Ph.D. Women Take Women@SCS to the Next Level

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At the recent OurCS event on campus, undergraduate women from across the country had the chance to gather and learn more about CS research and opportunities beyond their undergrad studies from SCS graduate students.

The School of Computer Science's Ph.D. women are hard at work bringing new and exciting opportunities to Carnegie Mellon's Women @ SCS program. Directed by Carol Frieze, Women @ SCS creates and supports academic, social and professional opportunities for women in computer science. The program includes a wide range of women including undergraduate, master's and Ph.D. students — as well as faculty.

While Women @ SCS aims to promote a healthy and supportive community for all computer science students, the organization has renewed its efforts to tackle the obstacles graduate women face through mentoring, outreach and career-focused programs. The graduate programs in Women @ SCS not only facilitate relationships between Ph.D. students who may not interact with each other as frequently as undergraduates, but also help establish and foster an uplifting community for women to learn, grow and achieve as leaders in the field.

The Ph.D. Sisters Mentoring Program, led by fourth-year computer science Ph.D. student Hannah Gommerstadt, matches Ph.D. women in their first and second years of study with senior Ph.D. women to foster long-term mentoring relationships in the Ph.D. community. While undergrads interact more frequently with each other during their time at CMU, grad students — especially Ph.D. students — are more distributed across the college and have fewer opportunities to meet outside of their respective departments.

"It's important to build a mentoring community that keeps Ph.D. women interested while still being flexible with their diverse lifestyles, as older students are more likely to sequester themselves," Gommerstadt said. "I definitely think having female mentors helps. Looking back now, had I seen female graduate students in my early academic career, I would have considered grad school as a career option much faster."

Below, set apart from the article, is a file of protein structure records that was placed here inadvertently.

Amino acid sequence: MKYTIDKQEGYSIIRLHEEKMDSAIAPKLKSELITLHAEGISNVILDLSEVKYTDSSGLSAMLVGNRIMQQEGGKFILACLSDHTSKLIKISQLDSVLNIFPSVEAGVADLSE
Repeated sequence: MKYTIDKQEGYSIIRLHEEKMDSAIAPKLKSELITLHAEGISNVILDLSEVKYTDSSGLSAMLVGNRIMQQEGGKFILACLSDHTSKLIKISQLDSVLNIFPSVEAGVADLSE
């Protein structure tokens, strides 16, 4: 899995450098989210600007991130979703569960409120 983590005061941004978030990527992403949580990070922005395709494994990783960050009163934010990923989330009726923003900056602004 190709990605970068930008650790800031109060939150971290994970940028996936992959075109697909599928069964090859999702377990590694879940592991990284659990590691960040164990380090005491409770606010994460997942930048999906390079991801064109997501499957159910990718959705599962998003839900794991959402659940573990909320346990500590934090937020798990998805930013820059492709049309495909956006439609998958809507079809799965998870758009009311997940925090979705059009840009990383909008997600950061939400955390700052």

Women @ SCS also builds a community through monthly professional and social events. Whether through panel discussions with post-docs and faculty to provide useful career advice for grad students, or more casual wine and cheese nights, the program allows women to share the experience of being a graduate student in computer science.

Ph.D. women in Women @ SCS also participate in outreach and volunteer work. One of the most successful outreach programs is TechNights, a volunteer opportunity for grad and undergrad students, faculty and even non-CMU affiliates to give weekly tech workshops for middle school girls. Robotics Institute Ph.D. student Ada Zhang has led TechNights for five years.

"We also try to branch out of computer science," Zhang said. "I've done workshops on math subjects like game theory, origami, biology and mechanical engineering. We once taught them how to design parts in SolidWorks and showed them their designs on the laser cutter in Hunt Library."

They also share their experiences with undergraduate women in computer science. Graduate women play an important role in running a panel during OurCS, a research-oriented conference CMU annual hosts for undergraduate women in computer science. At OurCS, they introduce undergraduates to research opportunities and provide them with advice on the graduate application process — all while fostering a community of women potentially pursuing computer science research beyond their undergraduate experience.

Other significant outcomes of Women @ SCS's renewed emphasis on graduate students are increased dialogue about and awareness of the obstacles women face, particularly in the graduate world. "Graduate women, and especially Ph.D. women, worry more about the balance of work and life than men." Gommerstadt said. "One of the issues is figuring out where you fit on the spectrum as an academic."

"I didn't come from a background where there was really a gender disparity," Zhang said. "But once I came here and noticed it, I internalized the issue. Through Women @ SCS, it's become easier to verbalize the problems for women in computer science, why they're happening and where they're coming from."

But even with an increased emphasis on cultivating an academic environment where women students can thrive, Women @ SCS still has work to do.

"Knowing that the challenges I face are systemic helps me deal with them better," said Nicole Rafidi, a Ph.D. student in the machine learning and neural computation programs, and a workshop leader for TechNights. "By creating opportunities for women in computer science to speak frankly to one another in a safe environment, Women @ SCS helps us feel a sense of community. This gives us the strength to take on more challenges in the wider CS community."

Byron Spice | 412-268-9068 | bspice@cs.cmu.edu